Summary: Alcohol use disorder is associated with a significant increase in suicidal thoughts in adults.
Source: University of Otago
There are calls for changes to New Zealand’s national suicide prevention strategy in light of new research linking harmful drinking to a heightened risk of suicide.
The University of Otago, Christchurch study, published in the Australian and New Zealand Journal of Psychiatry, has found that alcohol use disorder (characterized as alcohol abuse or dependence) significantly increases the risk of suicidal thoughts in adults.
The study, led by Dr. Rose Crossin from the Department of Population Health, analyzed data from the renowned Christchurch Health and Development (CHDS) study, a birth cohort of 1,265 children born in 1977. The information from the study cohort was gathered in five data waves when participants were aged between 18 and 40.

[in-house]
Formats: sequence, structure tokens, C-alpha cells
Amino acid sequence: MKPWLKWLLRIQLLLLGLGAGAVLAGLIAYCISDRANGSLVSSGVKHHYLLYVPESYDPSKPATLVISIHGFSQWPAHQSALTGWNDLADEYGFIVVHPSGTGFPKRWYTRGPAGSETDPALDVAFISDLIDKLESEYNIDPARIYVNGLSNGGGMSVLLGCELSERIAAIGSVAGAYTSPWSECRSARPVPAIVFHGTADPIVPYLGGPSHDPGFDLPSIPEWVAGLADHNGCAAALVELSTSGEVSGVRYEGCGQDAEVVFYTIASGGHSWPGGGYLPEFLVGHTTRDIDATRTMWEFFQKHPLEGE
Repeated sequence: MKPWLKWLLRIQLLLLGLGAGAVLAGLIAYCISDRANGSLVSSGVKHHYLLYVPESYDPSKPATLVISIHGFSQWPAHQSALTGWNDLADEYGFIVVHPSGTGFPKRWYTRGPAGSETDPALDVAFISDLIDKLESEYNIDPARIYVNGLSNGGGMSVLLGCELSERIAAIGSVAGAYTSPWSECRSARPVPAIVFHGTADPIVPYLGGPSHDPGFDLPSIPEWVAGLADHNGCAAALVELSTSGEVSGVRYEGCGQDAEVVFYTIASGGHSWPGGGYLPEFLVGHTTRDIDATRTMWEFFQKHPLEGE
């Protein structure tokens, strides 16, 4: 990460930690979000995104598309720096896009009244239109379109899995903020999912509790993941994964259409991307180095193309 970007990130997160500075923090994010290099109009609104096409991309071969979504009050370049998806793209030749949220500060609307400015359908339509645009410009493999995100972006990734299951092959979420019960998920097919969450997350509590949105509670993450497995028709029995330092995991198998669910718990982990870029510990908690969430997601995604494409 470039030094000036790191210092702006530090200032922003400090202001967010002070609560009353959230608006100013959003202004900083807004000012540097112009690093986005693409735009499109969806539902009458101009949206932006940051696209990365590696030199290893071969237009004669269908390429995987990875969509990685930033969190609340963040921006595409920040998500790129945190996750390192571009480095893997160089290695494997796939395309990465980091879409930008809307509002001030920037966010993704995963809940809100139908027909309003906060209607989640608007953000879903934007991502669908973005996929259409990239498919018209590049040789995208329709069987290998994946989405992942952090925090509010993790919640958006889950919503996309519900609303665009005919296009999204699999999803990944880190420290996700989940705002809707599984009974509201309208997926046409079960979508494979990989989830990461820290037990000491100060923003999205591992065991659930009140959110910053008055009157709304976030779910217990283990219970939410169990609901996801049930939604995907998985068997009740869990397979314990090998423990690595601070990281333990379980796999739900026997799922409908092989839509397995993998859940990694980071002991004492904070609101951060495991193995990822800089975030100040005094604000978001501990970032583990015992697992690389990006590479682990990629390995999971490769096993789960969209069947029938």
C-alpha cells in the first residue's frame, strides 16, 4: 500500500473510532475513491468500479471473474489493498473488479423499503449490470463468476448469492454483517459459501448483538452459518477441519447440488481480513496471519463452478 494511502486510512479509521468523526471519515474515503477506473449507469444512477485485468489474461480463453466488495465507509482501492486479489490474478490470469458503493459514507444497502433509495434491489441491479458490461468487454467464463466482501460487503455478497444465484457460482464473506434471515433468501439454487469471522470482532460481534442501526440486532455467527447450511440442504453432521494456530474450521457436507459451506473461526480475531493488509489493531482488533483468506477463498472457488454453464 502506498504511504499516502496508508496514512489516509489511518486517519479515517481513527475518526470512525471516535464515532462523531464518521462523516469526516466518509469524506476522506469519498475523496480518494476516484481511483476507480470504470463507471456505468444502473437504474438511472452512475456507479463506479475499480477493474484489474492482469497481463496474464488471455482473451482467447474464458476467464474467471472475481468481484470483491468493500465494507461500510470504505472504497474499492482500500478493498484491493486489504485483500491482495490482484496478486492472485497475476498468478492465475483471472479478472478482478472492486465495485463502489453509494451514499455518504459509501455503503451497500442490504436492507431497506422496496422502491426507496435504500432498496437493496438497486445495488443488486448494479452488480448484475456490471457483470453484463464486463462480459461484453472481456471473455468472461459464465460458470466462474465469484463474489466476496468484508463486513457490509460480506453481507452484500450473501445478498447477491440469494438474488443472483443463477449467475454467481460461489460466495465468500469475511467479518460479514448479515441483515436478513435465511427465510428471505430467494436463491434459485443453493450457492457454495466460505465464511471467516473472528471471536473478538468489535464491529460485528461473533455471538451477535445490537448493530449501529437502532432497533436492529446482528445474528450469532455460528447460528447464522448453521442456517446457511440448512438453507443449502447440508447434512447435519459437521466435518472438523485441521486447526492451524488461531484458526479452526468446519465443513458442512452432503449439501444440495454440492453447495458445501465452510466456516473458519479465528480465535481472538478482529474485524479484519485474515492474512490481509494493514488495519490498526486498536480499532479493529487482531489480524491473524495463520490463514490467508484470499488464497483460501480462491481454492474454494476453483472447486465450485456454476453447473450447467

“We found that before controlling the study data for common childhood and adult risk factor variables such as trauma, physical, mental health and substance abuse, alcohol dependence almost tripled the risk of suicidal ideation, and that after controlling for these variables suicidal ideation was still 50% higher in those with alcohol dependence.”
Dr. Crossin says such increased risk, observed in this study across ethnicities and in both males and females, backs up previous international studies linking harmful drinking to suicidal thoughts. She says alcohol use disorder is among the most consistently established risk factors for suicide and is the second-largest contributor to overall suicide rates after major depressive disorder.